We’re not talking about ‘side effects’ either. We’re talking about direct effects. The drugs do have effects, true, the myth is that those effects have something to do with ‘mental illness’. The predessors for these pharmaceutical products were used for other things, pesticide, for instance, before they were used on mental patients.

      I think you’ve hit on something when you mention ‘controlling human free will’.
      If it’s free will, it’s not subject to outside controll. Kids will misbehave, sure, but misbehavior isn’t a sickness, it’s a matter of free will. Adults should have learned to have more internal controll over their free will, but when either go too far, well, you’ve got law enforcement to bring them back in.

  2. To mindfreedomvirginia
    re `”There is no law against people speaking their minds”
    When you are locked up on a psych ward you just try that. See if the law will help you there. See if the law will help you in court when a psychiatrist believes he-she can see your future (wrong…criminal?) actions, and needs to protect you from their possibility of happening.

    re”Eventually the truth should prevail.”
    Tardive dyskinesia is known and ignored. ECT brain damage is known and ignored. Diabetes is known and ignored. What are you going to do with the TRUTH? They need to control people with chemicals, and they do.

    ’side effects’ was a sarcastic joke if you read the next sentence “controlling human free will”

    The history of the discovery of psychiatric drugs is not relevant.

    Psychiatry is for when a persons emotion rules their reason, and emotion is not a medical disease.

    • You are dead right when you say freedom is curtailed on the psych wards. Mental health law with its forced treatment represents a blind spot in our US Constitution by taking away those rights it was designed to protect. People have for some time been fighting for those rights that are being denied, and they will continue to fight for those rights until they are regained.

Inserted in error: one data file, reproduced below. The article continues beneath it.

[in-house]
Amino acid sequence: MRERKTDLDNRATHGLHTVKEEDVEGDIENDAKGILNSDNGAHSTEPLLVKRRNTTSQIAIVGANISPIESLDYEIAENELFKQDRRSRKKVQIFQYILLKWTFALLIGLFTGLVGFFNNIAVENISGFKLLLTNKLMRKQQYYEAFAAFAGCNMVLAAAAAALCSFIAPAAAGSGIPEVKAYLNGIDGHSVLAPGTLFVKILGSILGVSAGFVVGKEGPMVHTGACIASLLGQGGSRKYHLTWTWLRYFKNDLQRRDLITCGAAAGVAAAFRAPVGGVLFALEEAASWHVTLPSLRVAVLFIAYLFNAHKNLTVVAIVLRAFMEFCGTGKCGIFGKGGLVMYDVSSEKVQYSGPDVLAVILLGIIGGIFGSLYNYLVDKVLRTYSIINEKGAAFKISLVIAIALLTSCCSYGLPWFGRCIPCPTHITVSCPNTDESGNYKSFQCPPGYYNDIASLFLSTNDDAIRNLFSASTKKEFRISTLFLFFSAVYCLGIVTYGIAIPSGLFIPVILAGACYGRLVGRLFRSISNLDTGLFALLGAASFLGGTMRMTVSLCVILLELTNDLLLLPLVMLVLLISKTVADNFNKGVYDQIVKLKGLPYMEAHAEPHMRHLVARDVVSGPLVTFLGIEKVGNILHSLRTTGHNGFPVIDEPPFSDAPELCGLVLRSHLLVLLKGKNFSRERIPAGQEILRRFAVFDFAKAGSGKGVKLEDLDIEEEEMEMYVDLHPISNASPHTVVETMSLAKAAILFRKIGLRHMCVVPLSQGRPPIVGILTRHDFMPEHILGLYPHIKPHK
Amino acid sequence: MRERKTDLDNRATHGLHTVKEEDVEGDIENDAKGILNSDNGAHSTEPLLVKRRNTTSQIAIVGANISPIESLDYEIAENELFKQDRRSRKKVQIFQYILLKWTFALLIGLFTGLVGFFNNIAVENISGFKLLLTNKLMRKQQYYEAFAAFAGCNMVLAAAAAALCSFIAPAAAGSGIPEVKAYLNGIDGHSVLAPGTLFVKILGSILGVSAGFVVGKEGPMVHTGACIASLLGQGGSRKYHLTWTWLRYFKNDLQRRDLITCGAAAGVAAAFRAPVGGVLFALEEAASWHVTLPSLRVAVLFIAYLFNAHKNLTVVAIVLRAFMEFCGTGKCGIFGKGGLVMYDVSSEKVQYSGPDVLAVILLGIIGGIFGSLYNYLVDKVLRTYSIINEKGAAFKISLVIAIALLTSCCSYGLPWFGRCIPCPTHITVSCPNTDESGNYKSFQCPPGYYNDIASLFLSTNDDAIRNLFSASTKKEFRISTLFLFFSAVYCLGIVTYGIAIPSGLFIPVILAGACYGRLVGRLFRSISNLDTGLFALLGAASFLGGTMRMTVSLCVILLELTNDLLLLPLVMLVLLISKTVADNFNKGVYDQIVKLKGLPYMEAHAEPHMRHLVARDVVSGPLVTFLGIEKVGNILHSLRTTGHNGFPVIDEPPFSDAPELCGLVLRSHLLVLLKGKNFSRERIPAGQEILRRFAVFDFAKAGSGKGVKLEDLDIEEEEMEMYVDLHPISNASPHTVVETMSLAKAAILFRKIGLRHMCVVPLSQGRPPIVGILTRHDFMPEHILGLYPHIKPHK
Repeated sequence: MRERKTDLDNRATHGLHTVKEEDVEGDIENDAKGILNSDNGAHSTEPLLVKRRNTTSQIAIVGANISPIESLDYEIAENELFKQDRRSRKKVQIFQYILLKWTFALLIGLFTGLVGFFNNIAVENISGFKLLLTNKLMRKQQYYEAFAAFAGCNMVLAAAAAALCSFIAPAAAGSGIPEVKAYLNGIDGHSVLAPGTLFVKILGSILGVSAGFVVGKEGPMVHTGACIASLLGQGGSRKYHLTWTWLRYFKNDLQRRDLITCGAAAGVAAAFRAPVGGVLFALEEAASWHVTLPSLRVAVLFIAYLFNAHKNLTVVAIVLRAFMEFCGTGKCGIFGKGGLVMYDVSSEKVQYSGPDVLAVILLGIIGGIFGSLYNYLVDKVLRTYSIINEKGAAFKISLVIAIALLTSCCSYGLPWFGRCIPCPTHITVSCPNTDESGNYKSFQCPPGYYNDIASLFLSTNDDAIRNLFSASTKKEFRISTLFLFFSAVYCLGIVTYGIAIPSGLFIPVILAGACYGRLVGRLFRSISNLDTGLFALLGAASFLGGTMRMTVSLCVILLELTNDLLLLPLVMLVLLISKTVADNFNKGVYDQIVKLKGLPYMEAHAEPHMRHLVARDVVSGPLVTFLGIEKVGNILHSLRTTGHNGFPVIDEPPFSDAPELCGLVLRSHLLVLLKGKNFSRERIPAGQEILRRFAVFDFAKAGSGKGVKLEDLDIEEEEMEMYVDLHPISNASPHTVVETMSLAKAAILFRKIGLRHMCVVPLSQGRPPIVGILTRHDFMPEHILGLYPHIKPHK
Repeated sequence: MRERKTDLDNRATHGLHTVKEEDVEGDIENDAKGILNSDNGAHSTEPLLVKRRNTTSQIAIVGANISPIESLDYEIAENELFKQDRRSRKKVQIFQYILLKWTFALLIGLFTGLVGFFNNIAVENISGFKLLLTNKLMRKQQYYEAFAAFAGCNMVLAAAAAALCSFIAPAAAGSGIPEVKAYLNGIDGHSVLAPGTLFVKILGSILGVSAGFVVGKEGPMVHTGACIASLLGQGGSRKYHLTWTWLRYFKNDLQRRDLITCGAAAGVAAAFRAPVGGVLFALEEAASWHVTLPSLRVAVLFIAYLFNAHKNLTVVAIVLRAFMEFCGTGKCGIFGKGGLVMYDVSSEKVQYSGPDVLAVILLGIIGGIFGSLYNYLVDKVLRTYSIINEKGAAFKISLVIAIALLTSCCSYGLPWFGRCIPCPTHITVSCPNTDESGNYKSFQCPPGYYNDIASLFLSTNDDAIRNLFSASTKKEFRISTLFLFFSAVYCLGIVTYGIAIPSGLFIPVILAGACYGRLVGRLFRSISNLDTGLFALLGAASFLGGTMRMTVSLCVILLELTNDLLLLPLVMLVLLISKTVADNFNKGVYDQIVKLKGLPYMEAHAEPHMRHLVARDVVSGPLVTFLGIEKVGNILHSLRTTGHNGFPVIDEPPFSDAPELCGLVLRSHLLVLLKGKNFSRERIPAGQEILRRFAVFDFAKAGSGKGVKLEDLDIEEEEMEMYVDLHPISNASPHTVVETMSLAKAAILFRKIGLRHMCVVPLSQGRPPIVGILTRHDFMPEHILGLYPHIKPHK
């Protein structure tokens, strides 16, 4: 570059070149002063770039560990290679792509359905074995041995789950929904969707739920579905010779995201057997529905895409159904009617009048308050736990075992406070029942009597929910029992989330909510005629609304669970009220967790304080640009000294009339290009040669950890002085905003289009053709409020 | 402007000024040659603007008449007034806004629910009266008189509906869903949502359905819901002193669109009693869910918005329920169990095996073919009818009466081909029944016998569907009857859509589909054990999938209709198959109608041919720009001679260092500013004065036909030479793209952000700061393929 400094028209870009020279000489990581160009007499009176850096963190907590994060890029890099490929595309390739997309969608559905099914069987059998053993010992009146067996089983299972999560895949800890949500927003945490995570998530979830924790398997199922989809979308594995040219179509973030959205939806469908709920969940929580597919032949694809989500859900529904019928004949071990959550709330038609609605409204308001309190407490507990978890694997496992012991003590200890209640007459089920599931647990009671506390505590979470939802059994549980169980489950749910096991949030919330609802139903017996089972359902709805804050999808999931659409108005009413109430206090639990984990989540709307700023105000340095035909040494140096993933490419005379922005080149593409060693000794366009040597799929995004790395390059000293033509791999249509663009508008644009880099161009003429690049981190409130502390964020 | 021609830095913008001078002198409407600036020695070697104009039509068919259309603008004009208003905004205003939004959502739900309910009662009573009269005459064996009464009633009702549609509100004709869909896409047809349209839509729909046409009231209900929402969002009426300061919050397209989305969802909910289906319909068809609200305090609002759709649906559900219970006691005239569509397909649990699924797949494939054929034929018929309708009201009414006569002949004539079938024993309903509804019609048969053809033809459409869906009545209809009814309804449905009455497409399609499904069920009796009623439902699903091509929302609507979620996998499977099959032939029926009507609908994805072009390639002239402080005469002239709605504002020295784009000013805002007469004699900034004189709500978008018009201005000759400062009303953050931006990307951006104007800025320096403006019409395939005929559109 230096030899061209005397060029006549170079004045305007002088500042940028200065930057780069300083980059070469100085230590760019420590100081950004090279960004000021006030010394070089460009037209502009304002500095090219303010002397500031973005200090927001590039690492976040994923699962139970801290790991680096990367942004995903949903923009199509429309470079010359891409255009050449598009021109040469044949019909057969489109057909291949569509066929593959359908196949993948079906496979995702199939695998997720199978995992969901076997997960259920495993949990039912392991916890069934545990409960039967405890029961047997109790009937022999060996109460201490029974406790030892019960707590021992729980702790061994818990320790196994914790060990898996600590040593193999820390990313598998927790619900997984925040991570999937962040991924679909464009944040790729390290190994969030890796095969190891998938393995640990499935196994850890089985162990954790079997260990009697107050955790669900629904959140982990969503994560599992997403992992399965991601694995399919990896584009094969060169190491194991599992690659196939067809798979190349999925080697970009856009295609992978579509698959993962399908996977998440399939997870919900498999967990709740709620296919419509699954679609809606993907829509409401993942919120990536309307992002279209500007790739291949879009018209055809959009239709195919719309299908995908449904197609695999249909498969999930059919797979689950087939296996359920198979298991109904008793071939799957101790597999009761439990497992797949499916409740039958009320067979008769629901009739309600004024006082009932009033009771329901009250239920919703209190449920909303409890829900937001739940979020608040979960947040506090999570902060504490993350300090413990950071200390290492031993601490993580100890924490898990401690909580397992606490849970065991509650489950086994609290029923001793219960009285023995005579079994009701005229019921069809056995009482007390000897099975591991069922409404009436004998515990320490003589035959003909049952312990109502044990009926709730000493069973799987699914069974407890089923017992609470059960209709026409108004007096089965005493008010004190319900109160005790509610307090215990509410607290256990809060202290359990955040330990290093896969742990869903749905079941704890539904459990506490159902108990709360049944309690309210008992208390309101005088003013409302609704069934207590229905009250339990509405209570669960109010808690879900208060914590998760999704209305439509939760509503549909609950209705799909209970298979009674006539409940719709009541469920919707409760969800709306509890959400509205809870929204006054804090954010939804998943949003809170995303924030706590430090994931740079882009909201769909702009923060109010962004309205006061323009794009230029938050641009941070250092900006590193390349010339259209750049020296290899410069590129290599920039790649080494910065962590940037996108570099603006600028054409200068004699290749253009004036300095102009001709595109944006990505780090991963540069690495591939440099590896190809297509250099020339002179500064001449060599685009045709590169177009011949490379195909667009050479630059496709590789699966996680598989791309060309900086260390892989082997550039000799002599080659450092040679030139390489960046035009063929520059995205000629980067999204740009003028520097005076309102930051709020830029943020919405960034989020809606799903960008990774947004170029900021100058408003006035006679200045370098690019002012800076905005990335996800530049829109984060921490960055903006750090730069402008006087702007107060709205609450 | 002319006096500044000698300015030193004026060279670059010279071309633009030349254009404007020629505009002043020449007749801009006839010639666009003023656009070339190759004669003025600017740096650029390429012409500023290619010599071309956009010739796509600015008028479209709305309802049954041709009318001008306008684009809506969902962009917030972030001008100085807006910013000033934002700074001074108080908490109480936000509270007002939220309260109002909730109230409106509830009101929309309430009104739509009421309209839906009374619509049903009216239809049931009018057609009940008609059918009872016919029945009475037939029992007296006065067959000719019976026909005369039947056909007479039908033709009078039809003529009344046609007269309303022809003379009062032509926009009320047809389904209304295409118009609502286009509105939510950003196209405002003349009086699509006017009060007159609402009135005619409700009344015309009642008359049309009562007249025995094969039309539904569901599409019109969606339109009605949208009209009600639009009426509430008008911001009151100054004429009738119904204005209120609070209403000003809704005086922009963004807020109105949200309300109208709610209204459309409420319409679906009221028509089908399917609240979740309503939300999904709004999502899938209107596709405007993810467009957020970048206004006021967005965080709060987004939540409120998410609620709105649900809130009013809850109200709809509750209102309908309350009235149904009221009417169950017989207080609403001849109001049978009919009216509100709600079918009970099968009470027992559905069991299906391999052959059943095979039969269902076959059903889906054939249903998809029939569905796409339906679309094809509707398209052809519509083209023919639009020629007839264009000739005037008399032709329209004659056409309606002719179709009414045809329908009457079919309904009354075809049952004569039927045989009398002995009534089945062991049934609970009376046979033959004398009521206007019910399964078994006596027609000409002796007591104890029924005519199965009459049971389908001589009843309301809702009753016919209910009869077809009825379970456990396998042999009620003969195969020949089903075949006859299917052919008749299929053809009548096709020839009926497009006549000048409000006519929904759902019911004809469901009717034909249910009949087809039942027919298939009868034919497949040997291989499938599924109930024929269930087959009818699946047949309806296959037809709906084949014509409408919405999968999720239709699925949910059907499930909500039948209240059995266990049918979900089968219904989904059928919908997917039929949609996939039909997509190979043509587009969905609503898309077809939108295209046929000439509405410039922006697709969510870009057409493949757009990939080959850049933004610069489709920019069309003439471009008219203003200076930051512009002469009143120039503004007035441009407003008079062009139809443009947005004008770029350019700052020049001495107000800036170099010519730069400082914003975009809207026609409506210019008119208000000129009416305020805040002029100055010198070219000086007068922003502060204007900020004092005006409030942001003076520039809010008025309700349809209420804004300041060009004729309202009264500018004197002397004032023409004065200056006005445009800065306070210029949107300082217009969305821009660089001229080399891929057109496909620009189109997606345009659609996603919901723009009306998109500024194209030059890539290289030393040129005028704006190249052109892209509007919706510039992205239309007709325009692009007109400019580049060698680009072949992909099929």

Ignorance of the facts does not make those facts go away. While there are psychiatrists ignoring the facts, there are also experts who are getting the facts out there, and letting people know how bad these drugs actually are. TD, brain damage brought on by ECT, and those metabolic changes produced by atypical drugs are not top secret highly classified information. I would accuse anybody who does not make a big to do about these matters of being in on the cover up of these matters going on throughout the psychiatric pharmaceutical industrial complex.

      I didn’t get the joke at first, but now I do.

      The history of the discovery of psychiatric drugs is relevant. The history of mental health treatment is a history of torture and state sanctioned violence. It is a history primarily of mistreatment. That torture and state sanctioned violence is still taking place to this very day. I imagine a time when psychiatric drugs will be a thing of the past. Unfortunately many doctors are not on board with this vision of the future yet.

      Emotions are not illnesses, and emotionality doesn’t need suppressing. Psychiatrists would target the emotions through psychiatric drugs, but the drugs are not so discrete, and they also affect the higher thought processes, that reason you were speaking of, adversely.

      I think Patch Adams put it best at a book signing I went to a few years back when he said, “I wouldn’t give psychiatric drugs to anybody I liked.” Patch is a trained physician. He should know.

  3. There’s a document called the “Michigan Implementation of Medication Algorithms”. It’s a suggested protocol for prescribing for “mental illness”. Google it. It would be funny if it wasn’t so pathetic and harmful.

    http://www.bonkersinstitute.org lampoons mainstream psychiatry very well.

    Check out “Schizophrenia Treatment in Seven Easy Steps”

    Rod Jackson ( search words: psychiatry Junction )